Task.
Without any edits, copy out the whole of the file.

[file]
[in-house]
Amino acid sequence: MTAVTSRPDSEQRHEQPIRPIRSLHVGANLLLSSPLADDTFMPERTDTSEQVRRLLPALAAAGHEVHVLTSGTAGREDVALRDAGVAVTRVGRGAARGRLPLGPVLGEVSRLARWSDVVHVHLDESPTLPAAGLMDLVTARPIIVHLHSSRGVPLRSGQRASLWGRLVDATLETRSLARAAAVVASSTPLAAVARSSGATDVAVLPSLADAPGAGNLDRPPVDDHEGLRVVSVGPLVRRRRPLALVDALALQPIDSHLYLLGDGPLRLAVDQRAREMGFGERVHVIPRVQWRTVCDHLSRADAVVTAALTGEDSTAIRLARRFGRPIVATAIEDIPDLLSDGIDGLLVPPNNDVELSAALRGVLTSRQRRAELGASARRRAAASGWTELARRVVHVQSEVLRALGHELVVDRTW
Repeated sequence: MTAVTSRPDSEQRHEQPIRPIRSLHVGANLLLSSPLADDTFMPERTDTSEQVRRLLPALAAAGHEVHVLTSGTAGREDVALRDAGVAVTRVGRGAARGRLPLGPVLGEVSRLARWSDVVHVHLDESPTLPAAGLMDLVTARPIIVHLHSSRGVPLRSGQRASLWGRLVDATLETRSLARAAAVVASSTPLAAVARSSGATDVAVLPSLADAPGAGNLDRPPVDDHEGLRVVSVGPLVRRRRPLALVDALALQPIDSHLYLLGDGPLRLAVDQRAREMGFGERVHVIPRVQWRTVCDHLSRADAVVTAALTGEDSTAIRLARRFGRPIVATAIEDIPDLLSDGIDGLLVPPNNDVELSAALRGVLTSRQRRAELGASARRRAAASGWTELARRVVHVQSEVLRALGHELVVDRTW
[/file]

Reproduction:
[in-house]
Amino acid sequence: MTAVTSRPDSEQRHEQPIRPIRSLHVGANLLLSSPLADDTFMPERTDTSEQVRRLLPALAAAGHEVHVLTSGTAGREDVALRDAGVAVTRVGRGAARGRLPLGPVLGEVSRLARWSDVVHVHLDESPTLPAAGLMDLVTARPIIVHLHSSRGVPLRSGQRASLWGRLVDATLETRSLARAAAVVASSTPLAAVARSSGATDVAVLPSLADAPGAGNLDRPPVDDHEGLRVVSVGPLVRRRRPLALVDALALQPIDSHLYLLGDGPLRLAVDQRAREMGFGERVHVIPRVQWRTVCDHLSRADAVVTAALTGEDSTAIRLARRFGRPIVATAIEDIPDLLSDGIDGLLVPPNNDVELSAALRGVLTSRQRRAELGASARRRAAASGWTELARRVVHVQSEVLRALGHELVVDRTW
Repeated sequence: MTAVTSRPDSEQRHEQPIRPIRSLHVGANLLLSSPLADDTFMPERTDTSEQVRRLLPALAAAGHEVHVLTSGTAGREDVALRDAGVAVTRVGRGAARGRLPLGPVLGEVSRLARWSDVVHVHLDESPTLPAAGLMDLVTARPIIVHLHSSRGVPLRSGQRASLWGRLVDATLETRSLARAAAVVASSTPLAAVARSSGATDVAVLPSLADAPGAGNLDRPPVDDHEGLRVVSVGPLVRRRRPLALVDALALQPIDSHLYLLGDGPLRLAVDQRAREMGFGERVHVIPRVQWRTVCDHLSRADAVVTAALTGEDSTAIRLARRFGRPIVATAIEDIPDLLSDGIDGLLVPPNNDVELSAALRGVLTSRQRRAELGASARRRAAASGWTELARRVVHVQSEVLRALGHELVVDRTW